Dispenser cathodes have attracted attention in both industrial and academic research for a long time, due to their application as high-brightness electron sources. Since most modern cathodes utilize tungsten as the base material, it is useful to investigate how novel forms of tungsten can influence a cathode. In the present study, nanoscale tungsten particles were generated by physical vapor deposition and deposited onto substrates, to gauge the effectiveness of generating a tungsten coating that can enhance electron emission. These nanoparticles were characterized by scanning and transmission electron microscopy. The tungsten particles formed a continuous nanoporous structure, along with discrete larger particles on the substrate.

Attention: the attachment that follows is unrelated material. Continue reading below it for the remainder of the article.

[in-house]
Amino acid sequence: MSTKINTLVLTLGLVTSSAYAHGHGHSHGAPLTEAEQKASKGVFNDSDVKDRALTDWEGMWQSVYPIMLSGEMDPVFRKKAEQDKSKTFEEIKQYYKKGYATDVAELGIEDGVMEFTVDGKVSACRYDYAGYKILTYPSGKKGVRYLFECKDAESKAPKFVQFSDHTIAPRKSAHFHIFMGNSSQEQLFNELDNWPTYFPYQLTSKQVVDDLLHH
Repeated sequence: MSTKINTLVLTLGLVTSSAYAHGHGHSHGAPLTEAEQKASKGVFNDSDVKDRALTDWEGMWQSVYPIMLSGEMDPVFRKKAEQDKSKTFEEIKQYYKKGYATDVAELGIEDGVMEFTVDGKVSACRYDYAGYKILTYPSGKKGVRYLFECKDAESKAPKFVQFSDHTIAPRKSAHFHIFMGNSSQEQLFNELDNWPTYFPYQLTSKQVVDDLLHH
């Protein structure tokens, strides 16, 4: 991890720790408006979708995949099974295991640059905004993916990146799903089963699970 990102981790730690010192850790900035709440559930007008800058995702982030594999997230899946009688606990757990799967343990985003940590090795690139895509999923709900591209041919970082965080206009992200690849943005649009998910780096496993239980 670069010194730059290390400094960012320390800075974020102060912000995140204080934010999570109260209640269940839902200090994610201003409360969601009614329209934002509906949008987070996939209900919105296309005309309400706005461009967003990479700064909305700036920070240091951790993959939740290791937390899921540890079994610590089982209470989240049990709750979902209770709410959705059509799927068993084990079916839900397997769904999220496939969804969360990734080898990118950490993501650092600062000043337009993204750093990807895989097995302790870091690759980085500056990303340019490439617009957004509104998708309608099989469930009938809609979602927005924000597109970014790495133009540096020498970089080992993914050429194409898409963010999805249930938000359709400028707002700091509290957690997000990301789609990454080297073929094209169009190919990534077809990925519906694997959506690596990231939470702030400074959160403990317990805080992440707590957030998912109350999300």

|Title of host publication||2020 IEEE 21st International Conference on Vacuum Electronics, IVEC 2020|
|Number of pages||2|
|State||Published - Oct 19 2020|
|Event||21st IEEE International Conference on Vacuum Electronics, IVEC 2020 - Monterey, United States|
Duration: Oct 19 2020 → Oct 22 2020
|Name||2020 IEEE 21st International Conference on Vacuum Electronics, IVEC 2020|
|Conference||21st IEEE International Conference on Vacuum Electronics, IVEC 2020|
|Period||10/19/20 → 10/22/20|
Bibliographical noteFunding Information:
This work was financially supported by the Defense Advanced Research Projects Agency (DARPA) Innovative Vacuum Electronics Science and Technology (INVEST) program, under grant number N66001-16-1-4041. The views, opinions, and/or findings expressed are those of the author(s) and should not be interpreted as representing the official views or policies of the Department of Defense or the U.S. Government.
© 2020 IEEE.
- Physical Vapor Deposition
ASJC Scopus subject areas
- Electrical and Electronic Engineering
- Electronic, Optical and Magnetic Materials